swarms of robots.
swarms of robots.
i think my absolute favorite part is the destruction scene: the brutal, stomping musical queues as the camera zooms out from the rubble of arthur's home to outer space, giving a true sense of the mind-breaking scale of the vogon fleet, before it simply ploops the earth into oblivion.
Although uneven, the movie was not bad, with a few brilliant parts. it's not like it's "blasphemous" -- Adams himself wildly changed the story every time it switched mediums. It's got most of the best bits from the book, plus a new ending that does more than just stop (as the book does), and as a bonus it does a great job of capturing Adams' absolute love and fascination with life itself.
not saying it's great beginning to end, but acting like it's any more uneven than a lot of his books is silly.
"both sides are equally bad/dishonest/wrong" is the biggest political cop-out ever. it's sad that such pat vaguaries aren't instantly embarassing to the faces they so often fly out of.
you're citing one of the biggest duds of the year as proof the system works? good luck winning people over with that argument.
that would be a neat trick, considering
ah yes and if we don't heed the lessons of hollywood blockbusters we are doomed to uh
more like 2000ms latency in practice.
to shoot down drones.
it's true that over the last 30 years, the prominence of dogfights in modern warfare declined for a variety of reasons (think of the kind of wars we were engaged in) but if there were a good reason to have them (say, manned aircraft were awesome at shooting down dimwitted, agile-but-slow-to-respond drones) then the practice would rise again.
your example assumes a zerg rush of drones can work together semi-coherently to overwhelm manned aircraft. perhaps you're right, and i don't doubt software could be designed for reasonably effective autonamous air combat.
but the argument in the OP is for replacing manned pilots with remote pilots, arguing that switch is ready now with existing tech. i stand by my assertion that hitting a stationary building on the ground is an entirely different thing than chasing, evading, or hitting another jet actively engaged in the same objective, and without this currently-non-existent (though possible) autonamous dogfight AI, the drones would lose.
no, i'm assuming existing technology, as the article is. if we want to come up with hypotheticals based on future-tech, all bets are off, of course. the article is advocating removing pilots due to existing technology replacing them.
well, in a dogfight, manned aircraft will easily trump remote-piloted aircraft, even with the maneuvability disadvantage. the reason is lag. i've read there is a 2 second delay between a remote operator's input and action by a drone. even assuming technology progresses and that lag is reduced, there are certain physical laws that can't be broken, and a delay is always going to exist. as any gamer knows, lag kills.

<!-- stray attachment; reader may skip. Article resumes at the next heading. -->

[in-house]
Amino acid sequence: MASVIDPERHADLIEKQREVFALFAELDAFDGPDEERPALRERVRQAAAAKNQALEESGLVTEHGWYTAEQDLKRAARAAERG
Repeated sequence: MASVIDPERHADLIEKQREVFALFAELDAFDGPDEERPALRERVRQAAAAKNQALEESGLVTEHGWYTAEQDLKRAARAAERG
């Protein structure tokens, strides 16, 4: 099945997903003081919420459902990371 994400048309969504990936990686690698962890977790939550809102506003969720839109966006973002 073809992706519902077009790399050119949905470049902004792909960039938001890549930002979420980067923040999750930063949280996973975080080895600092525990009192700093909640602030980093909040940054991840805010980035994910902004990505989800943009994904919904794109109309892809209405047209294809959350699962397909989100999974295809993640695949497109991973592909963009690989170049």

there is a world of difference between telling a drone to hit a fixed, stationary target versus piloting an aircraft through a dynamic set of circumstances.
so yeah, if all we ever want to do with our planes is hit-and-runs on stationary targets, then sure, we don't need manned aircraft anymore.
^ see title
"It was an Ident-i-Eeze, and was a very naughty and silly thing for Harl to have lying around in his wallet, though it was perfectly understandable. There were so many different ways in which you were required to provide absolute proof of your identity these days that life could easily become extremely tiresome just from that factor alone, never mind the deeper existential problems of trying to function as a coherent consciousness in an epistemologically ambiguous physical universe. Just look at cash point machines, for instance. Queues of people standing around waiting to have their fingerprints read, their retinas scanned, bits of skin scraped from the nape of the neck and undergoing instant (or nearly instant --- a good six or seven seconds in tedious reality) genetic analysis, then having to answer trick questions about members of their family they didn't even remember they had, and about their recorded preferences for tablecloth colours. And that was just to get a bit of spare cash for the weekend. If you were trying to raise a loan for a jetcar, sign a missile treaty or pay an entire restaurant bill things could get really trying.
Hence the Ident-i-Eeze. This encoded every single piece of information about you, your body and your life into one all- purpose machine-readable card that you could then carry around in your wallet, and therefore represented technology's greatest triumph to date over both itself and plain common sense."
Ford promptly knocks Harl unconscious and steals his ident-i-eeze, which he then uses to gain access to the Hitchhiker's main corporate accounts computer system.
Life in the state of nature is solitary, poor, nasty, brutish, and short. - Thomas Hobbes, Leviathan